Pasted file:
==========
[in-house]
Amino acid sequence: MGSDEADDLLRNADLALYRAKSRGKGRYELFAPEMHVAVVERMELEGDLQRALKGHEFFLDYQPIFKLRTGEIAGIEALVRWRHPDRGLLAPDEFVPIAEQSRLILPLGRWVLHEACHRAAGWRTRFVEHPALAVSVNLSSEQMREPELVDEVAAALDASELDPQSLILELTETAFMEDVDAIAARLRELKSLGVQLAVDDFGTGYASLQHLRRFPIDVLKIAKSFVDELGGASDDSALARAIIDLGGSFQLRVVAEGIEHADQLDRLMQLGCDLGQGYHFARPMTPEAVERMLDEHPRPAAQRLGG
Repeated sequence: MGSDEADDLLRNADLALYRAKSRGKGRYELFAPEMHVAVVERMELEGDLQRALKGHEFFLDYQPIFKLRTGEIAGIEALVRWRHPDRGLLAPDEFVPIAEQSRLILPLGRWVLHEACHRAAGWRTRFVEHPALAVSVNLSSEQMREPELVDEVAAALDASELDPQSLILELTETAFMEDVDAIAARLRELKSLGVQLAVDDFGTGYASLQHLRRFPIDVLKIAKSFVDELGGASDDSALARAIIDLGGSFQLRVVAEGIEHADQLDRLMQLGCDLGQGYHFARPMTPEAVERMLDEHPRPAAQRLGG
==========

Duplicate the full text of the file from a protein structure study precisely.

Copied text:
[in-house]
Amino acid sequence: MGSDEADDLLRNADLALYRAKSRGKGRYELFAPEMHVAVVERMELEGDLQRALKGHEFFLDYQPIFKLRTGEIAGIEALVRWRHPDRGLLAPDEFVPIAEQSRLILPLGRWVLHEACHRAAGWRTRFVEHPALAVSVNLSSEQMREPELVDEVAAALDASELDPQSLILELTETAFMEDVDAIAARLRELKSLGVQLAVDDFGTGYASLQHLRRFPIDVLKIAKSFVDELGGASDDSALARAIIDLGGSFQLRVVAEGIEHADQLDRLMQLGCDLGQGYHFARPMTPEAVERMLDEHPRPAAQRLGG
Repeated sequence: MGSDEADDLLRNADLALYRAKSRGKGRYELFAPEMHVAVVERMELEGDLQRALKGHEFFLDYQPIFKLRTGEIAGIEALVRWRHPDRGLLAPDEFVPIAEQSRLILPLGRWVLHEACHRAAGWRTRFVEHPALAVSVNLSSEQMREPELVDEVAAALDASELDPQSLILELTETAFMEDVDAIAARLRELKSLGVQLAVDDFGTGYASLQHLRRFPIDVLKIAKSFVDELGGASDDSALARAIIDLGGSFQLRVVAEGIEHADQLDRLMQLGCDLGQGYHFARPMTPEAVERMLDEHPRPAAQRLGG